Weyburn's Sunday Soup hot meal program is making a big difference

A hot meal once a week makes an importance difference in the lives of local residents who need it the most. The Sunday Soup and Bun program, which is hosted by a number of community churches, has found a way to continue to serve hot meals to those in need, while following all COVID-19 restrictions that are in place.

In the original form of a Community Supper, the program was started by minister at the Knox Presbyterian Church, and the initial goal of the program was to serve one monthly community hot meal, one Sunday evening every month.

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When other churches and ministers were invited to get involved, John Smith, minister of the Church of Christ, and his wife Jane knew it was a program that was worth supporting.

“We thought it was a great idea. There are a lot of people in the city who live alone, or have various issues, and it would be good for them to have an outing,” said John.

After COVID restrictions were put in place in March 2020, the Community Supper program had to be changed. John and Jane decided to start a hot meal program, and it is now known as the Sunday Soup and Bun program since there is no in-person community supper at this time.

“We are taking a hot meal to whomever is asking for them, or whoever is referring them. If they are asking for a meal, it is supplied to them.”

Hot Meal
Jane Smith from the Church of Christ bags a meal for the Sunday Soup and Bun program, which is hosted by a number of community churches.

 

“Generally, with volunteers and people from the community, we had about 50 people who attended the Sunday Soup program. Eventually there were enough churches that came on board that we were able to offer it every Sunday evening.”

The program was held from November to March, to ensure that the hot meals were available during the colder months. Of course, with COVID-19 being an issue in 2020-21, the committee had to look at the meal program differently last year.

“The folks from Knox Hall checked with health regulations, and learned that we could have held the event in the hall, but it would include a lot of restrictions. The committee thought it would be difficult to manage to hold it in the hall,” said John.

“But we still had a lot of people ask us when the meals were going to start. For them, it was not just coming to the hall and having an outing, it was the food itself that they missed.”

With support of using the kitchen at Knox Hall, the Church of Christ called upon their regular volunteers and did two test take-out meal options in November.

“We contacted most of the people who were coming to the programs, and learned that the majority of them preferred to have a meal delivered to them. The other partnering churches then saw how it worked, and came on board to support the program once again in its different format.”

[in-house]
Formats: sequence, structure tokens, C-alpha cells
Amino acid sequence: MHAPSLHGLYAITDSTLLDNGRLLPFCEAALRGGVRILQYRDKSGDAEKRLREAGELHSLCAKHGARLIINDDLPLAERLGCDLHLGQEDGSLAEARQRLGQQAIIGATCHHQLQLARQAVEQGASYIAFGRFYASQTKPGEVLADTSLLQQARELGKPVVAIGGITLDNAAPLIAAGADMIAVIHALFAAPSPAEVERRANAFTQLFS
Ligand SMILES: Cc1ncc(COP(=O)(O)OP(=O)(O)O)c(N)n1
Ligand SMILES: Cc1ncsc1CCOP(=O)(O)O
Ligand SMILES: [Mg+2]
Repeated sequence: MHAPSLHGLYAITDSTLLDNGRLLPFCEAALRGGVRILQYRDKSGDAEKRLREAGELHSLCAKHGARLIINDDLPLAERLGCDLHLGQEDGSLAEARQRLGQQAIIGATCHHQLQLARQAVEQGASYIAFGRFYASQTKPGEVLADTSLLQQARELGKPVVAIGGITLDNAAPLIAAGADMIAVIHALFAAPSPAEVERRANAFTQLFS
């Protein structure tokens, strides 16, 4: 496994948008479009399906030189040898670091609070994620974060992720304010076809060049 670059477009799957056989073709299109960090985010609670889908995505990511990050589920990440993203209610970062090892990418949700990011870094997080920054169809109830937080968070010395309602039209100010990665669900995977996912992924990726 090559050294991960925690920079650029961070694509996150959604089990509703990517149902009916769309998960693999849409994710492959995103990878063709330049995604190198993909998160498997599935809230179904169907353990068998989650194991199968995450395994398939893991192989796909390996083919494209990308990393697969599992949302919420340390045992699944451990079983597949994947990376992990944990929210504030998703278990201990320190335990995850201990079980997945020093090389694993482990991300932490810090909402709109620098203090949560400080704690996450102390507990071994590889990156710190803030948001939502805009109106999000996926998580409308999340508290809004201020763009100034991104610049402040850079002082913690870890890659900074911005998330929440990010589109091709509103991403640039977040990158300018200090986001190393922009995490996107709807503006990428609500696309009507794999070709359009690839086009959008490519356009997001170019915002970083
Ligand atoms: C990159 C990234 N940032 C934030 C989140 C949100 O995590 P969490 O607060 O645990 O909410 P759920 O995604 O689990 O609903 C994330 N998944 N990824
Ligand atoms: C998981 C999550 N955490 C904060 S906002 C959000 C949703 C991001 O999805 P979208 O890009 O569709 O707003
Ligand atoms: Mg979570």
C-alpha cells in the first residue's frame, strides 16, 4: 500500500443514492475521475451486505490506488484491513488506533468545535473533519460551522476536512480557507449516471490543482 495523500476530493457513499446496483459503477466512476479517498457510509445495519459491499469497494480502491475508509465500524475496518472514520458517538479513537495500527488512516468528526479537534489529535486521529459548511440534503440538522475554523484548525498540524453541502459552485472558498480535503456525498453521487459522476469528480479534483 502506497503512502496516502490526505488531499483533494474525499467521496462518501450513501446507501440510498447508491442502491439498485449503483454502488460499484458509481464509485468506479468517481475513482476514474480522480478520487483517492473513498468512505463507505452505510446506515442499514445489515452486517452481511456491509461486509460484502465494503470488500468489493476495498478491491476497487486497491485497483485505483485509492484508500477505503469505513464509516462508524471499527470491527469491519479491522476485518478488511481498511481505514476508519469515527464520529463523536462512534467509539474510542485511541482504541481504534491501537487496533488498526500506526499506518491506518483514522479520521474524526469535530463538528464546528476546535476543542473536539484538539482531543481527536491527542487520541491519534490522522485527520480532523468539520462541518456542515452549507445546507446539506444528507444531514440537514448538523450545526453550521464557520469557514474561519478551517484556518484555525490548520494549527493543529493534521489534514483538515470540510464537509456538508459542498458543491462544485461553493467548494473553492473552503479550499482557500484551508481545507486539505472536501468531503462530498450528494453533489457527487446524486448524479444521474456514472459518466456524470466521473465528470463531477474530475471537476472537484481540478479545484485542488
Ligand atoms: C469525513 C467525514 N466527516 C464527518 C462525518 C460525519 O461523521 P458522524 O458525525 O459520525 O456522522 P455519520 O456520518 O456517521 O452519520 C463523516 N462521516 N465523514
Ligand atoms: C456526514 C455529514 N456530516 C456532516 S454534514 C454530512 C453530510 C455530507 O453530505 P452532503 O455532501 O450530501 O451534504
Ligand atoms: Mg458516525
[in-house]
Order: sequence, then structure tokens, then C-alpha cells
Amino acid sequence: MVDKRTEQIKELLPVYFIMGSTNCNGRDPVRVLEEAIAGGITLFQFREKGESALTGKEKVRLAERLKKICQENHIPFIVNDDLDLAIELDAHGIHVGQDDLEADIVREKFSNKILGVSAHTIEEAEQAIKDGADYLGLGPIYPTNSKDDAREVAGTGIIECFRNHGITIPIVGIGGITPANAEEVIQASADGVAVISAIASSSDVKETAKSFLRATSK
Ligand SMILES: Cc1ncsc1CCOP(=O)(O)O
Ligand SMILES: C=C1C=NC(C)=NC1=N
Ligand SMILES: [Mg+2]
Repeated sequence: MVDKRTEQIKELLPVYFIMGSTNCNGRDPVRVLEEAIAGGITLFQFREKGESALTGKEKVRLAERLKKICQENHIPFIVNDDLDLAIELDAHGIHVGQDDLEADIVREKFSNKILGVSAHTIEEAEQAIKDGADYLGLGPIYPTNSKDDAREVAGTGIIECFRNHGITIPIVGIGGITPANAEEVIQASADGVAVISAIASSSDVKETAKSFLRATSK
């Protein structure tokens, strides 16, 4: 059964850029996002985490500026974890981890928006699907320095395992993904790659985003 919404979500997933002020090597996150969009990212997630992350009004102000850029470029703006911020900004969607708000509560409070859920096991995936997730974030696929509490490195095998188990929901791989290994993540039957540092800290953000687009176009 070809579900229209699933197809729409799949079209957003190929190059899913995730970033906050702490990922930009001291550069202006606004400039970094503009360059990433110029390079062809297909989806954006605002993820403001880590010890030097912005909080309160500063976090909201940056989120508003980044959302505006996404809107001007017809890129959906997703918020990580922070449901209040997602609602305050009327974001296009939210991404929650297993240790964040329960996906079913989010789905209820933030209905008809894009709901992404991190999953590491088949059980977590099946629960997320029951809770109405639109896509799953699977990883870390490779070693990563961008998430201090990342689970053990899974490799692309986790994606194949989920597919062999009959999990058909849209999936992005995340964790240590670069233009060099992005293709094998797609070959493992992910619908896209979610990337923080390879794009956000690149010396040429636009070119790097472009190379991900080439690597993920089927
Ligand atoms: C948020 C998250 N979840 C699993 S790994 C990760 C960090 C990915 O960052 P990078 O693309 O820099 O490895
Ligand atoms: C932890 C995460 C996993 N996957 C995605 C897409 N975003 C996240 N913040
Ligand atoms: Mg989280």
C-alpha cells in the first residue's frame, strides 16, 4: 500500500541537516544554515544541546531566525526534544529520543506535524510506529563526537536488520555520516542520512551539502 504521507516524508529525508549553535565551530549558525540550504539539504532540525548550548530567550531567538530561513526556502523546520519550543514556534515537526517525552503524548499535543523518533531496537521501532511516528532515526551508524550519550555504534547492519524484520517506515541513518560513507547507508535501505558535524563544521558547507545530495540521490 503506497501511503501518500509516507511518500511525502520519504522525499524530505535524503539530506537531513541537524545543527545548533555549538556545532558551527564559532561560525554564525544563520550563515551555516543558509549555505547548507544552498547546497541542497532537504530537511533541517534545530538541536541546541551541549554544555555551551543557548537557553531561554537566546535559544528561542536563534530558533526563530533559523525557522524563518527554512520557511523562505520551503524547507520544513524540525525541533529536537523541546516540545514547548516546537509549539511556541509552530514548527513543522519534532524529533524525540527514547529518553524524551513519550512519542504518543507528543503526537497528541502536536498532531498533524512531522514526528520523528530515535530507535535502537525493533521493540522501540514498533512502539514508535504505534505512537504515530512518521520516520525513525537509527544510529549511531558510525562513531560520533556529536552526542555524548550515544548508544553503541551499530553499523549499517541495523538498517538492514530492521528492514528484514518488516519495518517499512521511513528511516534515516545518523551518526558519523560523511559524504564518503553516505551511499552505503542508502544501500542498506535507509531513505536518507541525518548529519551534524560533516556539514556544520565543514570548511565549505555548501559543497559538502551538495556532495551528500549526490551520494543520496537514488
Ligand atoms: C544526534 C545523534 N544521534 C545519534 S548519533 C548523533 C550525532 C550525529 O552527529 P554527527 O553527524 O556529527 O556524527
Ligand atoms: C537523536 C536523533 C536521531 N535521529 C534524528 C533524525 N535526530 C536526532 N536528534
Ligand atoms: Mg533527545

“We were cautious at first, because we didn’t know how the program would work. But it has been pretty smooth and quite manageable.”

In addition to the Church of Christ and Knox Presbyterian, the other partnering churches include Zion Lutheran, the Catholic Women’s League from St. Vincent de Paul Roman Catholic Church. As Jane explained, any volunteer group who is interested in helping to support the program are welcome to come on board, and take a Sunday in the rotation.

Since the program is now delivering the hot meals to residents, they needed more volunteers to come on board as drivers. They started out with 20 meals, and then it grew to over 30, and now it is over 40 meals weekly.

Hot Meal
Diana Marcotte ladles soup at the Church of Christ, as a small group of volunteers prepare hot meals for the Sunday Soup and Bun program.

 

There are also a lot of volunteers that bring soup, lasagna or chili to the church, and a team of four will work in the kitchen to package up the food. The hot portion of the meal is portioned into a 24-ounce Styrofoam container. The hot meal also comes with a couple of buns, and cookies or muffins.

“I have run into someone who has received the soup, and they are very appreciative,” said Jane.

After the food is packaged, John will put each meal in a brown paper bag, and staple a label to them. The meals are then handed over to the drivers, who take the food out to one or two addresses each.

John explained that each driver typically is going to the same address, so there is familiarity to how the food is delivered, and they can also check up on the residents. John will also check on those who are using the program by phone, so the social component is not as missed.

“It goes pretty quickly. We get into the hall after 4 p.m., the meals go out at 5 p.m., and by 5:30 p.m. the meals are all gone and the kitchen is cleaned up,” said Jane.

Different churches are involved, but John and Jane Smith at the Church of Christ are the main contacts for residents who want to receive a meal, or volunteers who want to become involved in donating food, supplies, or become a driver.

The program will continue until the end of March. Hopefully the restrictions won’t be in place by November 2021, when the program starts again, but the Church of Christ has a plan in action now in case restrictions remain.

It was noted that because there was no JAMS Christmas dinner held in 2020, that Cam and Gail Weber organized a Christmas turkey dinner through the Soup’s On program, so that a few of the participating families were able to benefit.